At the I Love Children Hot Date with Your Valentine’s event on 11 February 2017 @ Carlton Hotel, relationship education experts Boaz and Claire Nazar opened their hearts and answered a number of questions from the audience. Here are more questions and their answers:
- How do we know that we are with The One?
Firstly, there is no such thing as “The One” - simply because there is no such thing as a perfect spouse or marriage. However, we all can have “good enough” marriages.
No one can tell you if you are marrying the right one but more often than not, you can tell if you are marrying the wrong one, that is, someone who does not have “marriageable qualities”.
A good starting point (not the final decider) would be to ask the following 3 questions:
(a) is this person committed to discussing issues and following through on promises?
(b) is your trust in this person proven through his or her actions that he or she respects your views, cares and loves you unconditionally? and
(c) do you have a deep sense of emotional and physical safety with him or her?
- My partner wants to watch 50 shades of grey but I hated the idea. What should I do?
No doubt that the movie “50 Shades of Grey” is a controversial one.
The sexual lifestyle of Christian Grey in the movie is widely accepted by psychiatrists to be unhealthy, damaging and abusive for those who endorse or adopt such practices. That does not mean that your partner wants to be like Christian Grey simply by watching the movie.
What you should do in this or any situation in which a request by your spouse or partner makes you feel uncomfortable, is to talk about it. Let him or her know that you are not comfortable and why.
You should not feel pressured or allow yourself to be pressured into doing something you feel uncomfortable. If you communicate your feelings, your spouse should understand. If they don’t, that’s ok. Having a healthy relationship requires having healthy boundaries.
- How can I encourage communication with my spouse?
It depends on what you wish to talk about. If it is a specific issue, then set aside a time to talk to your spouse about it. Don’t ambush him/ her by bringing it up unexpectedly or when you are both out for a fun time.
It should be a time when both of you are calm and relaxed. Focus on listening to each other, to see the issue from your spouse’s point of view.
It is recommended that couples set aside a regular fixed time to talk about issues so that these are discussed before they reach a critical level.
To encourage communication generally, be willing to listen when your spouse talks and be careful not to judge or offer solutions unless he/ she asks for your help.
Asking the right questions, such as “how did you feel about [situation]” helps bring the conversation to a more intimate level. Communication thrives when husband and wife feel safe sharing their hearts with each other. The good news is that these are skills that you can learn.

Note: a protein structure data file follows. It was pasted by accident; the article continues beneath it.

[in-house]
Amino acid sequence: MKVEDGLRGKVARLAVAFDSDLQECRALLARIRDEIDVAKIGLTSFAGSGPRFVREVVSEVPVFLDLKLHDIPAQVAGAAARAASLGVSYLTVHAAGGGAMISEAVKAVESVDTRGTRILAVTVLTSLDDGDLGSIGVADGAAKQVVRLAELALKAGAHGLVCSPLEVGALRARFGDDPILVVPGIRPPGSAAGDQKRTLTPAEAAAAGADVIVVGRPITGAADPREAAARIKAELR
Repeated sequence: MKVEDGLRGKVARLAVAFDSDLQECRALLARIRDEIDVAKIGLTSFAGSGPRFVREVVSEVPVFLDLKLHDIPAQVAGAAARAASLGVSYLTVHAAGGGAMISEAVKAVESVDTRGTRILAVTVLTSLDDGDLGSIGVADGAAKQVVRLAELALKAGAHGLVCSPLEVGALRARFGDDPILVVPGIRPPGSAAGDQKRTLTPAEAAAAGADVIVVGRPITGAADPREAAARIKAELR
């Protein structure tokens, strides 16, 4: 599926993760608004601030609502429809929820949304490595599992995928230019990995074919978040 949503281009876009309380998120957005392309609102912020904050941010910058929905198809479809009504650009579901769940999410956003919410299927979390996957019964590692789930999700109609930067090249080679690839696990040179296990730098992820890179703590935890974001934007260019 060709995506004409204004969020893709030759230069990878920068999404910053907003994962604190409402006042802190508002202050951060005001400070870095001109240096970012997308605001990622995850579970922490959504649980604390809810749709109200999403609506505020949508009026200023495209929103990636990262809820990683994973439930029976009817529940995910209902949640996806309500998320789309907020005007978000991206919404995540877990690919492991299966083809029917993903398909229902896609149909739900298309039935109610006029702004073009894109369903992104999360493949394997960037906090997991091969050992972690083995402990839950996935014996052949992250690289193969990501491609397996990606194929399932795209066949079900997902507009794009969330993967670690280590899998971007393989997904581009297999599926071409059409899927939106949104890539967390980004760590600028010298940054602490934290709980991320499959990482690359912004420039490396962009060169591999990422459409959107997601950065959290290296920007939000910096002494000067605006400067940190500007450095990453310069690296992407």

- If my husband is not very affectionate or romantic, how should I respond if I desire for us to have a passionate and affectionate marriage?
Every person has their love language, whether it is Words of Affirmation, Quality Time, Receiving Gifts, Acts of Service, or Physical Touch.
It could be that your husband’s love language is different from yours. You should discuss this issue and let him know how you feel and also to understand his views. Be careful not to bring it up only when something happens such as if he doesn’t buy you flowers on Valentine’s Day.
In your conversation with him, talk about the romantic things he can do and then encourage him to take small steps in that direction. Meanwhile, don’t allow this to affect your marriage negatively. Focus on the positive aspects of your marriage and on your husband’s good qualities.
- Please elaborate a bit more about how to manage/ resolve gender differences. How do you resolve disagreements/ arguments? How do you handle the emotions after a quarrel?
Knowing and understanding the gender differences helps you to accept your spouse. Generally, men think in terms of boxes, i.e. they deal with one issue at a time. Women on the other hand are great at dealing with multiple topics at once.
Because of these differences, it is recommended that you use a structured way of talking and resolving conflict. Some tips for handling emotions after a quarrel – find something that you enjoy doing and calm yourself down.
Do not replay the argument in your head while calming down. Replaying the argument only causes you to get upset.
- We have been married for 2-years and just moved into our house. My wife is very particular about cleanliness and expects me to do quite a bit of housework on a regular basis. I find it physically and mentally tough to adhere to her standards. It often gets us into arguments. What is the best solution?